Mother and daughter, whom we met on the En Via
tour - this lovely embroidery came home with me as
a gift for my neighbors.
- Responsible Tourism
The main problem for Oaxaca's famous craftswomen (and men) is a lack of diversification and access to larger markets. They concentrate their labors in producing what they learn and know how to do well - embroidery, weaving, tin work, pottery, and painting
- all very beautiful. But they drive down prices by flooding local markets, heavily dependent on fickle tourism. And they tend to differentiate their offerings only in small, subtle ways.
En Via has developed a terrific tour, which amazingly and cleverly, is #1 on TripAdvisor's list of Oaxaca activities. Volunteer led, with both an English speaking guide and translator, it was fascinating. A trip like this is self-selecting, so naturally the people were simpatico and appreciative of all things Oaxacan and asked a million questions. Their first loans are interest-free, but as they move up the chain and borrow larger amounts, they do charge interest.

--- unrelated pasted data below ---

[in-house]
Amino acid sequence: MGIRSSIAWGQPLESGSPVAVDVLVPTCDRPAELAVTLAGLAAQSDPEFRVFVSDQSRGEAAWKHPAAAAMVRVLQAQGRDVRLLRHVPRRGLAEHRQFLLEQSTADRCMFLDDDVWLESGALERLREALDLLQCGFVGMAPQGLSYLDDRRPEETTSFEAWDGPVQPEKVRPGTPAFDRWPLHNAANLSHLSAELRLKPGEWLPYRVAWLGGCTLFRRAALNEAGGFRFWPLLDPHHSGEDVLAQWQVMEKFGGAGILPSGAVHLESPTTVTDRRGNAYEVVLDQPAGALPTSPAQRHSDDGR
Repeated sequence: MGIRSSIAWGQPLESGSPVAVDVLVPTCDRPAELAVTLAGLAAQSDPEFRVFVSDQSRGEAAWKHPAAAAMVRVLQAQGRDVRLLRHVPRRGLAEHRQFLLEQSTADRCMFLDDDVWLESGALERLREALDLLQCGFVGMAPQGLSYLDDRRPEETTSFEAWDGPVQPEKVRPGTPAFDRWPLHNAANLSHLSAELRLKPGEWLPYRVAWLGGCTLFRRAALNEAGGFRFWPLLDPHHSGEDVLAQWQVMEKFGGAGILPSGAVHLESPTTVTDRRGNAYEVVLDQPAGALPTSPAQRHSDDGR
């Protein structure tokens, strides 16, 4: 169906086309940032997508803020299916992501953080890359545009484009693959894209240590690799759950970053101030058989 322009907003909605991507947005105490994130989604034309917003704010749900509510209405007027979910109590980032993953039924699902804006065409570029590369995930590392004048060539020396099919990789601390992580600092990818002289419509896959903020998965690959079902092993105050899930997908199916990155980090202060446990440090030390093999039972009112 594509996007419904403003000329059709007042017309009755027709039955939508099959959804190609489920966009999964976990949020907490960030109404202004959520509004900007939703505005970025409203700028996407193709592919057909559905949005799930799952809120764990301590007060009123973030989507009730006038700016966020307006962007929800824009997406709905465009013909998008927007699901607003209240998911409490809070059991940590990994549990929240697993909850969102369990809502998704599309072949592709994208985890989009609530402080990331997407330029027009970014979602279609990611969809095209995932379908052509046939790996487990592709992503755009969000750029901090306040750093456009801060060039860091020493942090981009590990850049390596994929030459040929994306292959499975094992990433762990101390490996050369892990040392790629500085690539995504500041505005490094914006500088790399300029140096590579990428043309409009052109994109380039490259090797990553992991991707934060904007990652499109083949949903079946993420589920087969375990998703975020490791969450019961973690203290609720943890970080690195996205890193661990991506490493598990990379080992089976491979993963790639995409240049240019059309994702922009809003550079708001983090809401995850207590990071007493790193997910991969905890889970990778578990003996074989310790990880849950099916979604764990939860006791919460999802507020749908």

We visited about a half dozen clients and asked each what they were doing with their loans. Many of the artisans are using their loans to directly purchase materials for their craft work in larger, more economical quantities. Typically a reseller provides the materials and then buys their products, leaving them no negotiating leverage. Partly a loan helps women think out of the box, more proactively. One woman, though not one we met, is making laptop cases for a San Francisco store out of her beautiful weavings, and has hired other women to help fill orders. This makes great sense - how many rugs and tote bags can tourists buy? I want a sleeve for my laptop - hoping they can find an artisan to make one!
|Soot-covered bulb in the|
tortilla baking kitchen
En Via runs English classes (for which they recruit volunteers) in several of the villages where they work. Their client students realize it will be helpful to communicate with customers directly, and English is important for that. They recruit volunteers for this, so consider Oaxaca is you are looking for an immersion experience.
More good news. The mother pictured has two children, both in school. Mexican family size has dropped very quickly, and many more children are in school.
And the best news of all: by educating tourists and taking them on a great outing, En Via has built up a great support network, plus the net of each tour group's fees is rolled into new loans.